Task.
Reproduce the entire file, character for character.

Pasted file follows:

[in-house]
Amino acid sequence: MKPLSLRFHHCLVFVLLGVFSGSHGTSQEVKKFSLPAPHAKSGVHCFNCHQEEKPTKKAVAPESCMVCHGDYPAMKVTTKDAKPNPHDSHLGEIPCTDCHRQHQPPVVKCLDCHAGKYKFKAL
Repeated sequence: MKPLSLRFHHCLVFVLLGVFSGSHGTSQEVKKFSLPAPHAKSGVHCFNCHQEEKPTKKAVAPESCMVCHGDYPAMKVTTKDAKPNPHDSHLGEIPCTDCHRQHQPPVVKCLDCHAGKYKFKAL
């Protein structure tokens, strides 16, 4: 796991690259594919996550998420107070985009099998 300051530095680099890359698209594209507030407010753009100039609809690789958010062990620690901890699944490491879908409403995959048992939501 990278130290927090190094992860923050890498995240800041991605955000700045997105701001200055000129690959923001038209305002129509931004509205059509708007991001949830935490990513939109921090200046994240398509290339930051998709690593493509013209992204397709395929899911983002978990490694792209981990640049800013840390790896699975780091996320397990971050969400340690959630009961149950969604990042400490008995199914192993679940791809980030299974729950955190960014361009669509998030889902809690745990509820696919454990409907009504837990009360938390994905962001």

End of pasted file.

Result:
[in-house]
Amino acid sequence: MKPLSLRFHHCLVFVLLGVFSGSHGTSQEVKKFSLPAPHAKSGVHCFNCHQEEKPTKKAVAPESCMVCHGDYPAMKVTTKDAKPNPHDSHLGEIPCTDCHRQHQPPVVKCLDCHAGKYKFKAL
Repeated sequence: MKPLSLRFHHCLVFVLLGVFSGSHGTSQEVKKFSLPAPHAKSGVHCFNCHQEEKPTKKAVAPESCMVCHGDYPAMKVTTKDAKPNPHDSHLGEIPCTDCHRQHQPPVVKCLDCHAGKYKFKAL
């Protein structure tokens, strides 16, 4: 796991690259594919996550998420107070985009099998 300051530095680099890359698209594209507030407010753009100039609809690789958010062990620690901890699944490491879908409403995959048992939501 990278130290927090190094992860923050890498995240800041991605955000700045997105701001200055000129690959923001038209305002129509931004509205059509708007991001949830935490990513939109921090200046994240398509290339930051998709690593493509013209992204397709395929899911983002978990490694792209981990640049800013840390790896699975780091996320397990971050969400340690959630009961149950969604990042400490008995199914192993679940791809980030299974729950955190960014361009669509998030889902809690745990509820696919454990409907009504837990009360938390994905962001």